By Jeff Mangum, "School Maze"
I have two preschool-age children who will start kindergarten soon. A couple of friends have decided to homeschool their young children instead of sending them to public school. I keep wondering whether I should consider doing the same. Is homeschooling more or less effective than a public school education?
Asking whether a homeschool education is good or bad, effective or ineffective, is like asking whether the public schools are doing a good job — the answer depends on the school and the needs of the individual child.
Some homeschoolers do a very fine job. For others, there is far too much “home” and not nearly enough “school.”
I remember one homeschool family who epitomized the best that homeschooling has to offer. The parents were completely dedicated: They had a strong, carefully planned curriculum, devoted sufficient time to the school day, and made teaching their children their highest priority. Their obviously gifted children were academically advanced, thoroughly engaged in learning, and obviously having a wonderful time. The 8-year-old boy proudly showed me the website he had designed to announce his political endorsements.
By contrast, I witnessed firsthand the legacy of poor homeschooling in the life of a foster child who lived with our family many years ago. He had been out of public school for several years and supposedly had been homeschooled. But in reality, he had not been “schooled” at all. When he came to our home, he was two to three academic years behind his peers and had to be placed a grade behind his chronological age. Even then, he struggled to keep up.
Obviously, most homeschool experiences fall somewhere between these two extremes. And the reality is that no one really knows how well homeschooled children do in comparison to their public school peers. While all public school students are tested each year, homeschool students are not — the homeschool community has strenuously opposed mandatory standardized testing. As a consequence, there is simply no reliable data available to compare the academic performance of homeschooled students to public school students.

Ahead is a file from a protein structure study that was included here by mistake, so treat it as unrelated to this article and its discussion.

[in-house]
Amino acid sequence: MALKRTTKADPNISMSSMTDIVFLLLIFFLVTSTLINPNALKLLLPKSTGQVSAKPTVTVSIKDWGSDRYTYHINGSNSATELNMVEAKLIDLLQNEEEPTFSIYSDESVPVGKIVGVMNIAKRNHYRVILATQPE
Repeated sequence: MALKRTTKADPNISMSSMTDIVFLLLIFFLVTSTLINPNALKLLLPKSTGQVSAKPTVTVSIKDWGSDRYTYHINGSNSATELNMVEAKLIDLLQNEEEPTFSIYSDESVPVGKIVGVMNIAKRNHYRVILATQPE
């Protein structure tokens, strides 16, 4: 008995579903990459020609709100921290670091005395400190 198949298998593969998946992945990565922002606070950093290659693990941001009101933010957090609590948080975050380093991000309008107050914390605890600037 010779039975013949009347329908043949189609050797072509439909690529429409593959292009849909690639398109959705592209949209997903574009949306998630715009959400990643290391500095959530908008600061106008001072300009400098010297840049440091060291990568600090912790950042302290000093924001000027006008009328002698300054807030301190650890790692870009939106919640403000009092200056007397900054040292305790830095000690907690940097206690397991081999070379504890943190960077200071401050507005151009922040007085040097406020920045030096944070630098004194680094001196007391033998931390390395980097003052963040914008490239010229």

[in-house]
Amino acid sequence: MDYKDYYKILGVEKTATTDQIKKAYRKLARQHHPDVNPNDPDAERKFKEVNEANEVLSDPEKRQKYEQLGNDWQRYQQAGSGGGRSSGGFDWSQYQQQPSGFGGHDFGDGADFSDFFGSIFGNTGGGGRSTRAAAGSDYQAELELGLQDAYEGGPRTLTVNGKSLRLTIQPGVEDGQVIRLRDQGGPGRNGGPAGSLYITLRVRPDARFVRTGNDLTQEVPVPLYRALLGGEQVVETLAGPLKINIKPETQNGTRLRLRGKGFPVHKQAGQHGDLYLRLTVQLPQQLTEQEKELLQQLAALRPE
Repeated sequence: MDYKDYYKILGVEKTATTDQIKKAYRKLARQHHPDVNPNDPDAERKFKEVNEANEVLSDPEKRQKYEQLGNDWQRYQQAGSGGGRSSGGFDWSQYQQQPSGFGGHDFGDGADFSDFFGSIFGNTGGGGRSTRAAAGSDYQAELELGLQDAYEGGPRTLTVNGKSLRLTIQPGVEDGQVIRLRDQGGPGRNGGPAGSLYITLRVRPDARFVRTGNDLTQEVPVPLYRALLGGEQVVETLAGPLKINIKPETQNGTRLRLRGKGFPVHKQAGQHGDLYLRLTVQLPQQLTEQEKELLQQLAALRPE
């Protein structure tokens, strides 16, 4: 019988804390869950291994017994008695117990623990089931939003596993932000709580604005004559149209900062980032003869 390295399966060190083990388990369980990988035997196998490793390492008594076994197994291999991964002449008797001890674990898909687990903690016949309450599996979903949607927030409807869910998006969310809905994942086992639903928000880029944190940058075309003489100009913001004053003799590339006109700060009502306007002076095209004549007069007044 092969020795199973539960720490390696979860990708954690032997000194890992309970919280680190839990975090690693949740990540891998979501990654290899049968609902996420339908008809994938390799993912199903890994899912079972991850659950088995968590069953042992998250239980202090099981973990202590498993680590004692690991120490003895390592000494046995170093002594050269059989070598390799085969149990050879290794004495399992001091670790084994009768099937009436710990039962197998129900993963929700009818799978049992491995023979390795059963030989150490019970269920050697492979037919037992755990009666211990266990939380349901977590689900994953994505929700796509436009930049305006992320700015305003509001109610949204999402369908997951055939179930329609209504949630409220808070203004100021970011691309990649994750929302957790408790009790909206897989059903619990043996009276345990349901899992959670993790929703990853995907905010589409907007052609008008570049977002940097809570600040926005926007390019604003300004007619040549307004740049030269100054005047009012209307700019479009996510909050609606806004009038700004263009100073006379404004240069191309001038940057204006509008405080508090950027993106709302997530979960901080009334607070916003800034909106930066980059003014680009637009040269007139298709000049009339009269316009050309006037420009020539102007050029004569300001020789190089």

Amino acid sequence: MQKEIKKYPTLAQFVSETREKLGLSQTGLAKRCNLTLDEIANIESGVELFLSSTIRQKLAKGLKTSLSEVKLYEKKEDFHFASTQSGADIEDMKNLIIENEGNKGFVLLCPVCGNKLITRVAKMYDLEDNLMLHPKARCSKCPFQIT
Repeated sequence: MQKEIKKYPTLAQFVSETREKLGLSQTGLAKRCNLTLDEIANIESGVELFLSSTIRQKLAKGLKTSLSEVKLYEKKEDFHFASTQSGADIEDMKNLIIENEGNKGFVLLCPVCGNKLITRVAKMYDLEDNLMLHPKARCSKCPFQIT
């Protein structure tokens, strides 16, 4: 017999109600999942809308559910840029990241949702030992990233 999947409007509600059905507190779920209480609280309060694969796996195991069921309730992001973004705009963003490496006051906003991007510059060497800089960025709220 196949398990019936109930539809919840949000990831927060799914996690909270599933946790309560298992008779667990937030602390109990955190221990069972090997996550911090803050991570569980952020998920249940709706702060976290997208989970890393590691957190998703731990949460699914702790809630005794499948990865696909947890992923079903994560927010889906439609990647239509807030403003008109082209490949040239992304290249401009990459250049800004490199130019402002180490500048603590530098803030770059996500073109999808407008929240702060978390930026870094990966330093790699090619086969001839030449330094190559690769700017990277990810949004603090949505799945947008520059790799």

Homeschooling has many advantages. Parental involvement in a child’s education has a profound impact on student achievement, whether a child is educated at home or in a public school. And a parent is able to give a child more attention than any teacher with 30 other students possibly can. Moreover, homeschooling enables parents to teach the family’s moral and spiritual values along with academic subjects. Public schools must remain strictly secular.
But even homeschool advocates acknowledge that there are disadvantages to homeschooling. Establishing a curriculum that covers everything a child needs to know is a huge challenge, even for trained educators, and some homeschooled children have knowledge “gaps.” Students who are exposed only to their parents’ teaching styles and viewpoints may not receive a broad and varied education. Homeschooled students do not get the opportunity to compete and cooperate with peers, including peers they do not like. They miss out on the wonderfully democratic experience of being thrown into a diverse group with whom they share all the academic, social and emotional challenges of growing up.
For its part, PUSD acknowledges and supports parents’ decisions to homeschool their children. Martha Parham, PUSD’s director of Alternative Programs, put it this way: “The overwhelming majority of homeschool parents we work with are diligent and sincerely devoted to their children’s education and simply choose to be more involved in the process. Their hearts are in the right place, and most are doing a good job.”
Parham emphasized that PUSD stands ready to partner with homeschool parents, by providing materials, making classes available to homeschooled students (through New Directions or distance learning), and facilitating standardized testing. PUSD is working to expand the partnership between the district and homeschoolers. And by involving PUSD, homeschool parents may help the district receive additional funding. It is a wonderful win-win opportunity.
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